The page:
‘The Essex Serpent’ by Sarah Perry tells the story of Cora Seaborne, a keen amateur naturalist and recent widow who moves to Colchester in the 1890s with her servant-companion Martha and son Francis and meets the local vicar Reverend William Ransome. There are rumours that the mythical Essex Serpent which once stalked the Blackwater estuary has been spotted again near the coastal village of Aldwinter, and some mysterious deaths have sent the local residents into panic. Cora and Will are both sceptical of the rumours surrounding the return of the beast but for very different reasons with Cora believing the creature could be an undiscovered species whereas Will’s concerns lie in his parishioners’ apparent lack of faith. Yet despite these differences, they start to form a close and intense bond.
I first came across ‘The Essex Serpent’ in some of the “books to watch out for in 2016” lists and featured it in my own list at the beginning of the year. Although I have yet to read Perry’s debut novel ‘After Me Comes the Flood’, I was particularly intrigued by the setting of her second novel on the Essex coastline which provides a fascinating contrast to the portrayal of inner-city London during the late Victorian era. Perry herself hails from the county of Essex (as do I) and Cora’s early impressions about her new surroundings in a letter to her friend Luke Garrett could, perhaps, be a new tagline for the local tourist industry today: “It’s cold, but the sea air is good, and Essex nowhere near as bad as they say.”
Perry’s prose is both authentically Victorian gothic in style, reminiscent of sensation novels such as Wilkie Collins’ The Woman in White in many ways, while skilfully avoiding the trap of writing a ham-fisted parody of the genre. Her exploration of the issues surrounding the science vs. religion debate are also much more nuanced than the seemingly clear-cut differences between Luke and Will’s respective professions as a surgeon and clergyman may suggest, particularly where traditional and modern ideas are concerned as well as love and friendship.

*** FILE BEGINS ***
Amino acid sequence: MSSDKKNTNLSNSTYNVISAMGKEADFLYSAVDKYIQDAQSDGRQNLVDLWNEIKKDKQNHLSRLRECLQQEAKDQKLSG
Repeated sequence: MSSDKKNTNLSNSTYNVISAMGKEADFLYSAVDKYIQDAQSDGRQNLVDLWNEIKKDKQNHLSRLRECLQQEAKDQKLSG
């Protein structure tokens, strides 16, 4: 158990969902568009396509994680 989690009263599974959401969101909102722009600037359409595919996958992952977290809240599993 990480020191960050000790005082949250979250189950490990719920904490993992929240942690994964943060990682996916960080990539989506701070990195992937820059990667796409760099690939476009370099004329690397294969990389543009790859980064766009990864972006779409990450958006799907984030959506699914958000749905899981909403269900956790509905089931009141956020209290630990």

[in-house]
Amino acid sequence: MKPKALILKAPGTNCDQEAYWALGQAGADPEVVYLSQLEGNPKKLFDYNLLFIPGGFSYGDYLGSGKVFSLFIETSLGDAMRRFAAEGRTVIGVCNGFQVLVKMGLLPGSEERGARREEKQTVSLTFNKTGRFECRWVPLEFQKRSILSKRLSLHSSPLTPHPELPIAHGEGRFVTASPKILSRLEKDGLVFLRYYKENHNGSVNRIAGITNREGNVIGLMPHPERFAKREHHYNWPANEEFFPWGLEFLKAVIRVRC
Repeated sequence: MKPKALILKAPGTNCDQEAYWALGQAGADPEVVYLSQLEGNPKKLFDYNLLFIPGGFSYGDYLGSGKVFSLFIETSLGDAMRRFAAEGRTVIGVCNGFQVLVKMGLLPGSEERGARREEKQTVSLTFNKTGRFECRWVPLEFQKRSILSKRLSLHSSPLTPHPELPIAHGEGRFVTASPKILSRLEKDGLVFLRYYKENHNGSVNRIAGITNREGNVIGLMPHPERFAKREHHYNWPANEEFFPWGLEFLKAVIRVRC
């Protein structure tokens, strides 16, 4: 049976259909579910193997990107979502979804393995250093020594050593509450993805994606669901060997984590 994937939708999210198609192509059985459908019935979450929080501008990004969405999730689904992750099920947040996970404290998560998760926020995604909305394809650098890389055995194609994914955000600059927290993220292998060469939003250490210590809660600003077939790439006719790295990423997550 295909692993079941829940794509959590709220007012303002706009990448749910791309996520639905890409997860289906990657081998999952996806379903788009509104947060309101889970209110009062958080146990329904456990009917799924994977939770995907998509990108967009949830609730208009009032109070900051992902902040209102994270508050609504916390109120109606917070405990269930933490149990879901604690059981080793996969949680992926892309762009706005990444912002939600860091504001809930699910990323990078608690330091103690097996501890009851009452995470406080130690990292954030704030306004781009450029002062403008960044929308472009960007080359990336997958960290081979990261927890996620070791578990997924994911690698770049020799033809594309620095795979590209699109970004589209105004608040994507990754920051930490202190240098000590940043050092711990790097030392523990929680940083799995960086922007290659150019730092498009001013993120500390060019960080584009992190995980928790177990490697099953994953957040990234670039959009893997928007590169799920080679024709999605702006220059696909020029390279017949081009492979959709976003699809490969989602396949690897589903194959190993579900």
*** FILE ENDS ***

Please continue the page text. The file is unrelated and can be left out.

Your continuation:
Cora and Will’s relationship based on mutual admiration despite their different beliefs as well as their characters as individuals are richly developed and often unconventional. Cora in particular stands out as being fiercely independent with ideas well ahead of her time, rarely concerned about how her peers and the rest of society may perceive her. While Cora’s story forms the heart of the novel, there is also a strong cast of supporting characters and a subplot about the efforts to improve slum housing in central London which shares worrying parallels with the situation faced by many residents in the capital today.
‘The Essex Serpent’ is an atmospheric and brilliantly original historical novel with fascinating characters. It is very likely to be one of my top books of the year and is surely a strong contender for several upcoming literary award longlists, including the Man Booker Prize in July and next year’s Baileys Women’s Prize for Fiction.